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Not a dog’s chance with bird raiders

No sooner than RSPCA clinic manager Dr William Huey was singing the

praises of a more caring and animal-loving Barbadian people, we would find

ourselves haplessly bemoaning the terrorizing of a St George farm by a pack of

Bajan canines. Reports referred to them as wild dogs. But were they?

Savage and ferocious they were; but they are hardly undomesticated. They

are somewhere right now lazing around their various owners’ homes or their

environs, separate and segregated, probably ill-watered and unfed, awaiting the

call to the next possible group pre-dawn feast.

Sadly, no dog owner will claim responsibility for the carnage inflicted last

weekend upon the turkey stock of the owners of Golden Ridge Farm: 130

of the birds slaughtered; 40 more bitten up and left to suffer a slow and

torturous death.

To farm owners Adrienne Norton and Bill Tempro, this represents $25,000

plus in losses –– coming on the heels of a December raid of 500 other turkeys

by truck-driving thieves, costing them another $40,000. By compromising the

security which the farm’s barbed wire fencing provided, the brazen robbers

seemingly facilitated the easy entry of the marauding dogs.

It would be reasonable to suggest then that this canine pack goes on a

regular foray, seeking out what available stock it might devour.

And, while we have no compunction insisting that the farm bandits, pirates

and thugs –– euphemistically referred to as predial larcenists –– ought to be

pursued and made to feel the full weight of the law, we plead for some mercy

for these dumb animals, almost certainly left to fend for themselves to fight for

survival. Their masters and mistresses will get no commensurate compassion

from us.

Indeed, our police ought to go after the owners of these ravaging dogs

as vigorously as they would the actual two-footed farm looters. After all, Ms

Norton and Mr Tempro are deserving of compensation; at least, of seeing

justice done.

According to the Animal Control Centre, and the supporting Royal Society

for the Prevention of Cruelty to Animals, there are hardly any stray dogs

around these days –– more a tribute to the Control Centre’s work than Dr

Huey’s belief of a more animal-loving Bajan people –– and thus where dogs

reside, or spend time these days ought to be more easily sniffed out.

Another concern has to be what these canine raiders will do when their

wee-hour foraging turns up nothing. Will they attack the health-concious trying

to keep fit on our otherwise relatively safe roadways?

It is not unknown for joggers, or runners, or cyclists to be suddenly rushed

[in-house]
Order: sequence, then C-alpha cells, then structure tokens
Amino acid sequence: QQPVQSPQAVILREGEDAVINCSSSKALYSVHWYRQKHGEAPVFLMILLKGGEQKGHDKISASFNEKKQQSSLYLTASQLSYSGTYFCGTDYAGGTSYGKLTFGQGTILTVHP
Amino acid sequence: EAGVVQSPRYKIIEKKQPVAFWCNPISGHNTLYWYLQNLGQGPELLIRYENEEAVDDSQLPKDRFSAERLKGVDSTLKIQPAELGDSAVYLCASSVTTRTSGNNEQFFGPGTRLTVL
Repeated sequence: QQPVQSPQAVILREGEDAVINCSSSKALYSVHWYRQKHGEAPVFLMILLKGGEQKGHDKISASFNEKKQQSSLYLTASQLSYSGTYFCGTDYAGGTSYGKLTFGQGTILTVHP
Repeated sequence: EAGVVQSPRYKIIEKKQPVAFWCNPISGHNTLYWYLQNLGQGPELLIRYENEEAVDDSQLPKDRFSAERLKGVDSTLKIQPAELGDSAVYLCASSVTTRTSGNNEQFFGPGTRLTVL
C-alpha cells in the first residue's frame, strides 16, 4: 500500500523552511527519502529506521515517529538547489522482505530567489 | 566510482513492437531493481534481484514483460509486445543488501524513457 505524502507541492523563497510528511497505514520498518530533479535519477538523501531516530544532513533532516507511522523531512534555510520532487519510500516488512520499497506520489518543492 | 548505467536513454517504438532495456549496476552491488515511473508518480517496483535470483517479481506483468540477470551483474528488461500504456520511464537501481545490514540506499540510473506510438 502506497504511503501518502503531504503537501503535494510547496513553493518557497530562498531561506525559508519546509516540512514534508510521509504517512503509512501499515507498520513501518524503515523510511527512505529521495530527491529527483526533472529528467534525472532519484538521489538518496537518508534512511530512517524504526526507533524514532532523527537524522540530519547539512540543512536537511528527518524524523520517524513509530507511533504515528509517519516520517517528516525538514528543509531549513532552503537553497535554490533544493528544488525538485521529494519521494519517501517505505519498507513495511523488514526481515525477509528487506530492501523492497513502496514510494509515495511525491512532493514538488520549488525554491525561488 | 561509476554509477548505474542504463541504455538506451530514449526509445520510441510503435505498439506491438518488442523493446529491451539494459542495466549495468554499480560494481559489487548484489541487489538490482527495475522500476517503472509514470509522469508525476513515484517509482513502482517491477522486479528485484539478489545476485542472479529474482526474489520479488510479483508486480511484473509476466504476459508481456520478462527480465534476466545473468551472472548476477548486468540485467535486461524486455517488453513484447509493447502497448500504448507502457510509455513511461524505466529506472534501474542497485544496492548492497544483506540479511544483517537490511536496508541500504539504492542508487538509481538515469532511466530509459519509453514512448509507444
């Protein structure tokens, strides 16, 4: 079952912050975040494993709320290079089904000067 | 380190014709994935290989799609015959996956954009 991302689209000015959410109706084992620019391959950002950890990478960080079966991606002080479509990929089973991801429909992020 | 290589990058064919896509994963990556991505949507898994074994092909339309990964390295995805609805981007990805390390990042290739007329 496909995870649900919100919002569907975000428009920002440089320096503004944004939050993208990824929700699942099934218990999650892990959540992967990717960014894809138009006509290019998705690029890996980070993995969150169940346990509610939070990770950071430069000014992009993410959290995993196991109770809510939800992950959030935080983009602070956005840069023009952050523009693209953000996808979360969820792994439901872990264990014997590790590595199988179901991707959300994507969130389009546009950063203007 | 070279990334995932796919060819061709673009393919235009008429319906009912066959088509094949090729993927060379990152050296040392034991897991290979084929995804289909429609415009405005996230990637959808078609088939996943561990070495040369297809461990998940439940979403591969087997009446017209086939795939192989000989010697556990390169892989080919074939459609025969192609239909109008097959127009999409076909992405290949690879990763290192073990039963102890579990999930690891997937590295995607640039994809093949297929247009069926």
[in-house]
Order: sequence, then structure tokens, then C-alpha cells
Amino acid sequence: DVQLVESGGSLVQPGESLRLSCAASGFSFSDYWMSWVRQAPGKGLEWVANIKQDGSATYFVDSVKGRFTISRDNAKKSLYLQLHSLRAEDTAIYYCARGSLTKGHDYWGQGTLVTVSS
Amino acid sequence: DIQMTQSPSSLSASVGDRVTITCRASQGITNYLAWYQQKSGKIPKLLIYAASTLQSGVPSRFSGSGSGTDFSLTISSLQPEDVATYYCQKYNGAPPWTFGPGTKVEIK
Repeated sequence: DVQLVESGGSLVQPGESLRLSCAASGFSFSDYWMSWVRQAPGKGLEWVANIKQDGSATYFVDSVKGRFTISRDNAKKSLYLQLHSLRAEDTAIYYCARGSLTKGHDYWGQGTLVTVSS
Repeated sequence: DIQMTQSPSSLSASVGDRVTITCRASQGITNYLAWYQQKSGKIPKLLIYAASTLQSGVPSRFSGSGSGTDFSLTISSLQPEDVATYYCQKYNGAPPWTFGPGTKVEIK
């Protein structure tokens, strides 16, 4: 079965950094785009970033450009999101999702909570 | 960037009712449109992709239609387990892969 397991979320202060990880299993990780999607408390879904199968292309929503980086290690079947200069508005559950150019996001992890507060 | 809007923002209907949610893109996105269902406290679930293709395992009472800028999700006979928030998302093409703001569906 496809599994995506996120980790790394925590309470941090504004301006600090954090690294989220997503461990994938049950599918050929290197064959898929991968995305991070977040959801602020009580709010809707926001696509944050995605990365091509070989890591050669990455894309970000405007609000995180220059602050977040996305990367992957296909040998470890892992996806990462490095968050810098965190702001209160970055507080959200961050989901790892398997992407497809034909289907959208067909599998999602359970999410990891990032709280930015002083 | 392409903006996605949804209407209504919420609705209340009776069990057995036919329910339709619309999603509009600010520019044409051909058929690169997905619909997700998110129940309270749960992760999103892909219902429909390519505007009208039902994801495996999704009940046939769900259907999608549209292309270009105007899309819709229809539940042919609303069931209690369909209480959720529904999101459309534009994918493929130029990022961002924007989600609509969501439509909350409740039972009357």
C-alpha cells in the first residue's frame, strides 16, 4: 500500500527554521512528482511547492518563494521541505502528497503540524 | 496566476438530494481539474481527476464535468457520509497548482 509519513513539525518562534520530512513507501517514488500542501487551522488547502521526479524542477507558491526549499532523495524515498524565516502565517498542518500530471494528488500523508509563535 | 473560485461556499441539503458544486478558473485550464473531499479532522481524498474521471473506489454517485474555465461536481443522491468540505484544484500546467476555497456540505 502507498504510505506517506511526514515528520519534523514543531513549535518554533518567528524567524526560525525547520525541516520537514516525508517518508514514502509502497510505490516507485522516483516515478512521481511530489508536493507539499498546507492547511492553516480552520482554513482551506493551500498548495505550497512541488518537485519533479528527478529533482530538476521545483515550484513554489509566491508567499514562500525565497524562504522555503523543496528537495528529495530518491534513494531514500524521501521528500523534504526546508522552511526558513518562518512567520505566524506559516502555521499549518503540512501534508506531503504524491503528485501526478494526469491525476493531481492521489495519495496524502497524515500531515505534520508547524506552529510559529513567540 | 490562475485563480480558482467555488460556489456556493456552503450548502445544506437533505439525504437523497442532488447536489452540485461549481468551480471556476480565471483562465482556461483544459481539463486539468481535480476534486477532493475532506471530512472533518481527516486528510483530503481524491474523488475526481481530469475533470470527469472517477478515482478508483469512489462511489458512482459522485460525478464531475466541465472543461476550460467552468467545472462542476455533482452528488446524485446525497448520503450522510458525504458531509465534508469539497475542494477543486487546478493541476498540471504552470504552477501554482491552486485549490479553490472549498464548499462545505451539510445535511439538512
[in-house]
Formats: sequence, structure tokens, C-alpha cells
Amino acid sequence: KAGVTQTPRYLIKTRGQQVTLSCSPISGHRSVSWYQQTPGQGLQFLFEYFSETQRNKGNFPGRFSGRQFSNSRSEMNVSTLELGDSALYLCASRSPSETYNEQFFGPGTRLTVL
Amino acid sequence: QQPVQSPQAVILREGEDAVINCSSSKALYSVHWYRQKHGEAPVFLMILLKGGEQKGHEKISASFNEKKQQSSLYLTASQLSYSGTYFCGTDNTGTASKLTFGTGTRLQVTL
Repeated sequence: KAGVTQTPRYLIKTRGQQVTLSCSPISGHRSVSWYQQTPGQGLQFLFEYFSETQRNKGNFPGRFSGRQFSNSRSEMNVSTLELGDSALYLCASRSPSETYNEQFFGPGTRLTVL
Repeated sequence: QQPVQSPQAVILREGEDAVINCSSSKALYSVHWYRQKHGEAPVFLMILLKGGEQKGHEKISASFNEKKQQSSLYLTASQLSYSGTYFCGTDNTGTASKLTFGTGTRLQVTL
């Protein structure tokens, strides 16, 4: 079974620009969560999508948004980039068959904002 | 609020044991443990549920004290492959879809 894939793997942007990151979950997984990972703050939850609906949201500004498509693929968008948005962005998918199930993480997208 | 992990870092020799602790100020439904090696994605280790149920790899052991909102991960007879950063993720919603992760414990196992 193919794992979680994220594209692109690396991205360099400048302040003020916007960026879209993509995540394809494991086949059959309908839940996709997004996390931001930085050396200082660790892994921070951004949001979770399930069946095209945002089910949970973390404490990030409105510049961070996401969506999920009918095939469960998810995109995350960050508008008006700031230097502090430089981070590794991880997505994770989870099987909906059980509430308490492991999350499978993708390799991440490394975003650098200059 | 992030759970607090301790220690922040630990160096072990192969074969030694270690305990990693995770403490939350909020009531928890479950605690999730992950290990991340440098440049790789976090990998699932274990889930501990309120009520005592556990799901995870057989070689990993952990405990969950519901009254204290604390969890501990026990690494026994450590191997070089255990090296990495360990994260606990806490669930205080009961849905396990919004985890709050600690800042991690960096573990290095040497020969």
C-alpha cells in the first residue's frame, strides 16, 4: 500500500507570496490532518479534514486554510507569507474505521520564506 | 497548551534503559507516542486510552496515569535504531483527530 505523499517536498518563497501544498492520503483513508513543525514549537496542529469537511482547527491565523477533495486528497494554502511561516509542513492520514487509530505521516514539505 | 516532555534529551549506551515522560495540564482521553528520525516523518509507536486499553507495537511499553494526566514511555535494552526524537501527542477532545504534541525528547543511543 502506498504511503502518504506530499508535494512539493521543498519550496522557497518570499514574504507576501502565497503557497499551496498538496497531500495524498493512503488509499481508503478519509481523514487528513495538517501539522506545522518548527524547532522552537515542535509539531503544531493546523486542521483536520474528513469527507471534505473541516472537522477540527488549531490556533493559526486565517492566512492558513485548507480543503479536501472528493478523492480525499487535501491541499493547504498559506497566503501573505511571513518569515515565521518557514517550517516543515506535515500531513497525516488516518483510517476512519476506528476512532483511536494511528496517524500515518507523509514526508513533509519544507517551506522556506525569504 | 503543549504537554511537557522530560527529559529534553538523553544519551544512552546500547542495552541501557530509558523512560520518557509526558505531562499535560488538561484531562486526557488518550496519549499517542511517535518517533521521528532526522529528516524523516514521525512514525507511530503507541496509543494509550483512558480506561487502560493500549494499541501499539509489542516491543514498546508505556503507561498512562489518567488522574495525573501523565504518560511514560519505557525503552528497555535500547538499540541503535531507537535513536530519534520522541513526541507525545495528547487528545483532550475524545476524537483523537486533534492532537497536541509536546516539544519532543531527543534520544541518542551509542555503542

at by a whippersnapper or two –– even by a loose aggressive dog on the odd

occasion –– but there is not the familiar picture of dog packs assaulting health

freaks. And we would much prefer that it remain that way.

Too gruesome and tragic are the circumstances we learn of in places like

the United States where young and old joggers are from time to mauled to

death by attacking groups of dogs.

Obviously, the surest way of preventing any such attack is for dog owners

to train their animals not to do it in the first place –– to fellow animal or

human being; to always make sure their dogs are in a secure yard or inside the

house; and as importantly, or even more so, that they are appropriately fed

and properly watered.

People who are not sufficiently responsible to do this ought to be barred

from keeping dogs, and should suffer a restraining order forbidding them from

being within a ten-foot radius of any canine –– the penalty for the breaching

of which would be one month’s acclimatization to dogs and dog care at the

kennels of the Animal Control Centre or at the RSPCA.

Failure of this compliance then ought to be met with three months’ study in

animal care and dog history at Her Majesty’s Prisons Dodds.

The hyperbolical scenario is to drive home the point that we have not

necessarily become a more animal-caring society because there are hardly any

stray dogs in the streets of The City or in our fish markets. These unfortunate

creatures have almost all been euthanized.

In these tougher times when some Barbadians are complaining about the

inability to feed themselves and their children well, dogs are going to be at the

very bottom of their care chain.

In such cases, people having not the wherewithal to properly care for their

canines should give up ownership of them –– for their very own good, that of

the dogs, that of hard-working farmers like Adrienne Norton and Bill Tempro,

and that of the poor jogger whose innocent motion might just trigger again

that prey drive in a dog frustrated by having failed to get at a turkey gut –– or

a chicken neck

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